Seattle deserves to get a team back (wearing the Sonics colors and uniform). It’s just going to take a while. Right now there is no appetite for expansion among NBA owners, if a team goes to Seattle (or Las Vegas, or Mexico City, or anywhere else) it will be because an existing team moves. Current NBA Commissioner Adam Silver is more about stability and teams staying in cities rather than seeing them move — he helped create the opportunity for Vivek Ranadive to keep the Kings in Sacramento rather than move to Seattle — but the day will come when an owner sells and the new one is looking to get out of the lease and on to a new (usually bigger) market. That’s not on the immediate horizon with the NBA, but it’s coming.

And Dwyane Wade will be ready.

Kevin Knox won over Knicks and now expects to win over their fans

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GREENBURGH, N.Y. (AP) — Kevin Knox took a call from someone who knew exactly what he experienced on draft night.

New Yorkers didn’t welcome Kristaps Porzingis with open arms, either.

“He asked me how the fans reacted and I told him I got the same amount of boos as he got,” Knox said Friday. “He just laughed and he said it’s all motivation and fuel to the fire, and he said just work and he said sooner or later they’ll be cheering for you.”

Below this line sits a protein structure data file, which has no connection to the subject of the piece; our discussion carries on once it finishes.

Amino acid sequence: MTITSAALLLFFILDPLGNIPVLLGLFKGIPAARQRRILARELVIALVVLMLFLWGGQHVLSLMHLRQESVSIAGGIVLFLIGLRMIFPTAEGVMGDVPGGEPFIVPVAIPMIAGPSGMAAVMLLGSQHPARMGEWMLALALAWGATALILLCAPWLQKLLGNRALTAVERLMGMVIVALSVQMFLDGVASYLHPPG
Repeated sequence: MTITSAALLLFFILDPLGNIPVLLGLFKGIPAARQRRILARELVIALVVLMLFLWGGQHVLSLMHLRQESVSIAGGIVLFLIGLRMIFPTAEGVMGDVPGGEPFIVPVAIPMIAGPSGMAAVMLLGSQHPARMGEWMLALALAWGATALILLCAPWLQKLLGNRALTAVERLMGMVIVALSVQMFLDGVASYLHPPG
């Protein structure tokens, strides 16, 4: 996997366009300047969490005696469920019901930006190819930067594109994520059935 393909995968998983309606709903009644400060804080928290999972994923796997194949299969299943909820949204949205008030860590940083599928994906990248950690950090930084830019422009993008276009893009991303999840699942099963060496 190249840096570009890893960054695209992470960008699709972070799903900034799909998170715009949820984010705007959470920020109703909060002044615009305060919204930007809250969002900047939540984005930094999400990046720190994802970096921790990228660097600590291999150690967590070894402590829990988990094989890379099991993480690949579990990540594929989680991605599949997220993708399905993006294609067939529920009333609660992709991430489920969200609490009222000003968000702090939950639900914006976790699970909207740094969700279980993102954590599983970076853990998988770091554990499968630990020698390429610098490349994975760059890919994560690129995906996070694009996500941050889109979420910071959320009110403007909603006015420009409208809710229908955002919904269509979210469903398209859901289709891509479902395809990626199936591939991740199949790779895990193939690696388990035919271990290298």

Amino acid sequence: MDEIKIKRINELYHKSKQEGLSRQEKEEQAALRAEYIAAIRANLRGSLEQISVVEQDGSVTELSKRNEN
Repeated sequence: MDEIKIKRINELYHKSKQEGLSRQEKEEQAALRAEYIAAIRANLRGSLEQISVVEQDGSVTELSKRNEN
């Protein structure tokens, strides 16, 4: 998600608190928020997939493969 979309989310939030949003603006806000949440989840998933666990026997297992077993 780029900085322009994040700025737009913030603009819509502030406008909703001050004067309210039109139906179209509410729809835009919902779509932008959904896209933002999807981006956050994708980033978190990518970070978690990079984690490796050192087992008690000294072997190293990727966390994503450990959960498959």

That’s what happened with Porzingis, who quickly won over those who loudly booed his selection in 2015 with his talent, competitiveness and work ethic.

The Knicks see the same traits in Knox, convincing them that the Kentucky freshman was not only the player to take with the No. 9 pick but that he’s ready to start and match up with the NBA’s best small forwards next season.

That’s why they decided a day before the draft they were taking Knox if he was available and didn’t waver from that even when Michael Porter Jr. was still on the board – disappointing some at Barclays Center who chanted for Porter and then booed Knox.

“I love the fact that he wanted to be at Kentucky, that he wanted to be a Knick,” Knicks coach David Fizdale said. “Says a lot about that kid that he wants challenges and so I think he’s going to fit exactly the way we want to build our culture.”

Beyond the 15.6 points he averaged last season while sharing SEC Freshman of the Year honors with Collin Sexton – drafted one pick earlier by Cleveland – Knox impressed the Knicks with his confidence. He chose to play at Kentucky out of Tampa Catholic in Florida and compete for playing time with the other talented players in Lexington, then agreed to play 3-on-3 in workouts when many top prospects prefer to do them individually.